[OpenTRV-dev] TRV control - my problem, and musings so far

Tue Apr 2 11:24:02 BST 2013


Some initial quick points: yes, the "heating rooms you're not using" annoyance is exactly what drove me to start OpenTRV.  And I only have about 6 radiators for 4 people!  Until I started this project we turned the TRVs up and down manually as required adjust target temperatures throughout the day when needed.

You can already buy smart TRVs with schedules in them (such as the i30 / i35 http://www.earth.org.uk/note-on-i30-iTemp-terrier-programmable-TRV.html) and that can be manually overridden if need be.  I have one of these in my daughter's room to help ensure it is warm before bed-time, though it cannot call for heat centrally.

You can buy systems such as the Conrad FS20 system, from which we are currently using the FHT8V wireless valves) that can do this and talk to a central unit to call for heat from the boiler, but they aren't interoperable with other systems, probably overpriced partly as a result, and I couldn't find one with automatic response to occupancy.

Some systems will try to learn your typical usage patterns, which is useful if your house's response to heating is slow and anticipation is necessary for decent comfort.

OpenTRV currently does some limited occupancy sensing (and I want to improve/expand it, eg with PIR), central call for heat, and will have some simple scheduling soon at each TRV (maybe even today if I make an effort!).  One of the MSc students is interested in the learning/anticipation element so we might make some progress there this summer.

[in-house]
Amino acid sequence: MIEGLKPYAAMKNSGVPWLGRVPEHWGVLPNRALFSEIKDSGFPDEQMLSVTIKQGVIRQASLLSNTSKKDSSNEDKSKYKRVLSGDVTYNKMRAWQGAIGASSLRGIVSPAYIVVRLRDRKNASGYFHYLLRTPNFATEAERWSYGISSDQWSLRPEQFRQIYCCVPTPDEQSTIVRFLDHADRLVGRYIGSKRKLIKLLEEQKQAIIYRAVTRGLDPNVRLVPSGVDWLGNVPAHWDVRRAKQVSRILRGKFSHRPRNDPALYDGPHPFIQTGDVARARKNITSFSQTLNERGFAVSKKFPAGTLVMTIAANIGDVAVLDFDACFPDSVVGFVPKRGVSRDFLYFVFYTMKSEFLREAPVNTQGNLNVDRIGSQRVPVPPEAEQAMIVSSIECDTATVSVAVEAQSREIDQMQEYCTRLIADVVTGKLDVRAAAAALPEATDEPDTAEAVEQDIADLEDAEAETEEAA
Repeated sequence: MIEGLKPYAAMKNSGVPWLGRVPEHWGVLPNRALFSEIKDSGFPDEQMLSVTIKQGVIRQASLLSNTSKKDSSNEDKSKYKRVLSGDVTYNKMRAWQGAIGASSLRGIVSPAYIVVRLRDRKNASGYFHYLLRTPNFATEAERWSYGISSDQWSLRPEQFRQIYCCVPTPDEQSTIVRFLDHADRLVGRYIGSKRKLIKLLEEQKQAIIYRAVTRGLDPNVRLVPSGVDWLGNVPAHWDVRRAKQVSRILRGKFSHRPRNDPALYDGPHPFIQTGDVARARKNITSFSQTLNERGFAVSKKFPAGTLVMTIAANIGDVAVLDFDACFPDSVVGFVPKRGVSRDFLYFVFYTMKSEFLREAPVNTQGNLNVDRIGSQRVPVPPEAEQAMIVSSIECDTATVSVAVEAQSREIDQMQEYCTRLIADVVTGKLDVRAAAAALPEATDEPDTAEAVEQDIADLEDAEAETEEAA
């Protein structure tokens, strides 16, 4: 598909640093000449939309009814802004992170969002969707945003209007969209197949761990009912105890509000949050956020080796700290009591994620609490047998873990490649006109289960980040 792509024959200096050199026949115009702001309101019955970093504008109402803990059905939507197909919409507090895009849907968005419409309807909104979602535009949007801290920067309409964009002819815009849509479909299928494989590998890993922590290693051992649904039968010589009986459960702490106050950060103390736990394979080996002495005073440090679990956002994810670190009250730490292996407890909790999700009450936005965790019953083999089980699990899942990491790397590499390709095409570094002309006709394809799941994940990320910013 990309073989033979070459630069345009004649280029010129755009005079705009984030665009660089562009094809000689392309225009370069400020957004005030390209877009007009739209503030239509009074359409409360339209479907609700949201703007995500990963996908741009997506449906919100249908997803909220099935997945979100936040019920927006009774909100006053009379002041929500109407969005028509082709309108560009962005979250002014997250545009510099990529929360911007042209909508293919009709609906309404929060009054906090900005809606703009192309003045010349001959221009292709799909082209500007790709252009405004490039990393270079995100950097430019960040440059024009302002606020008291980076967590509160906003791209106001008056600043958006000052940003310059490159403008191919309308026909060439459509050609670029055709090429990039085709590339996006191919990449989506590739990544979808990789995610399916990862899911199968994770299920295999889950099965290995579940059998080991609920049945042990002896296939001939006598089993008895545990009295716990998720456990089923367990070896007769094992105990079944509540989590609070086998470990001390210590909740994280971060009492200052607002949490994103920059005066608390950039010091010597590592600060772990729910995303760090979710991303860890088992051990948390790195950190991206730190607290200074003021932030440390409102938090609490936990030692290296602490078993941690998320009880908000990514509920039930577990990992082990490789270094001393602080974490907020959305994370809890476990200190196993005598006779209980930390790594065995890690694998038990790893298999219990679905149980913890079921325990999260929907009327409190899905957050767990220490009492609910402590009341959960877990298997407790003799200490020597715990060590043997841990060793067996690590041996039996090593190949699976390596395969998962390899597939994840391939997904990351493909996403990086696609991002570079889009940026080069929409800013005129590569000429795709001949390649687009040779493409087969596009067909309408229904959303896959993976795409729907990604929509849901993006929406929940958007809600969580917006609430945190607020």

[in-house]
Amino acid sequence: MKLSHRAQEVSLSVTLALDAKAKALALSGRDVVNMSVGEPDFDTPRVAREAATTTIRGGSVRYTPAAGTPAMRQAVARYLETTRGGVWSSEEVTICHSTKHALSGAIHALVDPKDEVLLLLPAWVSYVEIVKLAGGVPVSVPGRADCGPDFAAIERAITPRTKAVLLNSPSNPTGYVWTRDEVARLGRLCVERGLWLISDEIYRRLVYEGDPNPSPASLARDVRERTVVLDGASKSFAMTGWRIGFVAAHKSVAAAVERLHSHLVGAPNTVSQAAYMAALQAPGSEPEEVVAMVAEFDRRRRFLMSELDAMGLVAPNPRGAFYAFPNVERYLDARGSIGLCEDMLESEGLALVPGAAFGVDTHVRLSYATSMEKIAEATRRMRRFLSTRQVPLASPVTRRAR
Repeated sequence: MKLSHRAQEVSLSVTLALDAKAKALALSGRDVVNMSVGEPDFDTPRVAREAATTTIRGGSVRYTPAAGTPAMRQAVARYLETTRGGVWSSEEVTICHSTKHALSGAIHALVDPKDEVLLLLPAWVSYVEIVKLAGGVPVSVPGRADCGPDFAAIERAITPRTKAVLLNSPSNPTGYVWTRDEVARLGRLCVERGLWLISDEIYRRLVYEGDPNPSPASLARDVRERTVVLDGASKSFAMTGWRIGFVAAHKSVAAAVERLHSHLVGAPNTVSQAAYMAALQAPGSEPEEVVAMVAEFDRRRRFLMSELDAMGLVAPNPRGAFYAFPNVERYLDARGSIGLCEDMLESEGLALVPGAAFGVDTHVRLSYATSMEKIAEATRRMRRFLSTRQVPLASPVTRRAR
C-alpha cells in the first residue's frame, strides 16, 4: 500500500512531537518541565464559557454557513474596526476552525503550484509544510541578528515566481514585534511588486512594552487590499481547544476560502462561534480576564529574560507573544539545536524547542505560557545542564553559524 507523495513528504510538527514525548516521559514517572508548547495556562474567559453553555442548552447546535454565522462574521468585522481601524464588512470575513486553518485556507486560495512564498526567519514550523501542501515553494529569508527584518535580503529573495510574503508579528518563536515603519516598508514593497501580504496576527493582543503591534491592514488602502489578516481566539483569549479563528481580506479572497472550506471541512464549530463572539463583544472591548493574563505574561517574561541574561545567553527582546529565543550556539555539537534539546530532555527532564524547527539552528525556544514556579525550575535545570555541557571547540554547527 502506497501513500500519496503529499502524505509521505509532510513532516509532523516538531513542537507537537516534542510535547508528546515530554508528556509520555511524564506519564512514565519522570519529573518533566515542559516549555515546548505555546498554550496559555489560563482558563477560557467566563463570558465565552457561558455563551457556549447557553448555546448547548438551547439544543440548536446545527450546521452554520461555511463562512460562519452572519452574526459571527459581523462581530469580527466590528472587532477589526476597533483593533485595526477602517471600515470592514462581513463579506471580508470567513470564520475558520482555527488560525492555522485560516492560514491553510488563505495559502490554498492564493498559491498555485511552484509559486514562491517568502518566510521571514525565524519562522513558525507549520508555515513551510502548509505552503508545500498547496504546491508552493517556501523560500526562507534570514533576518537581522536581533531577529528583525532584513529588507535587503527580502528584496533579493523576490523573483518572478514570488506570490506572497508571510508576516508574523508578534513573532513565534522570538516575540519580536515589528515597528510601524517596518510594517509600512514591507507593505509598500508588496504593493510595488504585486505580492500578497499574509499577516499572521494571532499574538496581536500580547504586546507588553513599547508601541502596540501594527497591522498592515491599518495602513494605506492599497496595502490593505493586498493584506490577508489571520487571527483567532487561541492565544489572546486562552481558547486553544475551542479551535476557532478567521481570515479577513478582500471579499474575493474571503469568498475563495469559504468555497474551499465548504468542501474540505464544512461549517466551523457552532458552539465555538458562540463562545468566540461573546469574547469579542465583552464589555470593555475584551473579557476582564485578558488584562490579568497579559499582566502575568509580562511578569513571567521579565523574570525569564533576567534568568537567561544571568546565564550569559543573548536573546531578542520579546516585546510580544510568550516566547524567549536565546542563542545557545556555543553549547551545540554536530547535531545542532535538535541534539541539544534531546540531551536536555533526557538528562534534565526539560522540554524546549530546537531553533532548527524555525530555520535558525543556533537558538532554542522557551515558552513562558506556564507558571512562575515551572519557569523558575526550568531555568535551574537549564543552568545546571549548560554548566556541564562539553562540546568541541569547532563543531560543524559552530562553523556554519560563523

Given the size of your house you may wish to use a configuration where more of the control and timing is centralised at the boiler node or on a hub, maybe even accessible from laptop or smartphone.

So yes, we're trying to address your problem!

(Please excuse the royal "we" here: if anyone disagrees with these points, please pipe up!)

In a little more detail on some of your points:

1) Rather than bending a mechanical TRV to do something it isn't intended to, I suggest that the various existing electro-mechanical valves that don't need to keep consuming energy (and emitting carbon) to stay open or closed are a better idea.  We are using one such, the wireless FHT8V, but we want to do our own direct drive too.

2) It really shouldn't be hard to integrate TRV and PIR: it's been my goal since before starting this project.  (I may even have found a good Murata part for the job, not too expensive.)

3) This can be done either in a distributed way (if no TRV senses occupancy and isn't otherwise scheduled then there will simply be no call for heat), or a more centralised way, and the latter may better help decide whether to skip DHW too as you suggest.  (For me, with "instant" DHW, it's not an issue, which is why I hadn't considered it: thank you for bringing it up.)

4) There are clever schemes to coordinate between heat demands to get maximum efficiency from the boiler (AKA "optimum on" and "optimum off"), but my dead simple scheme seems to be working well (50% below expected heat demand this last week according to imeasure) which is that if any TRV demands any heat then the boiler provides it.  My boiler self-modulates by monitoring return temperature, but other boilers may well benefit from a smarter scheme.  I think it's important not to overthink the plumbing here though, avoiding the best becoming the enemy of the good.  We're after good robust schemes first I think, before tinkering too much.

There are definitely different ways to tackle this, but yours is exactly the sort of problem that I want OpenTRV to help with: the energy savings ought to be substantial and if done right the system should work more pleasantly and easily than now.



On 2 Apr 2013, at 10:53, Kevin Wood wrote:
> 1) Defeat unwanted zones on a time basis.
> 2) Control zones using an in-room "smart" device
> 3) Replacement programmer
> 4) Integration and control strategy

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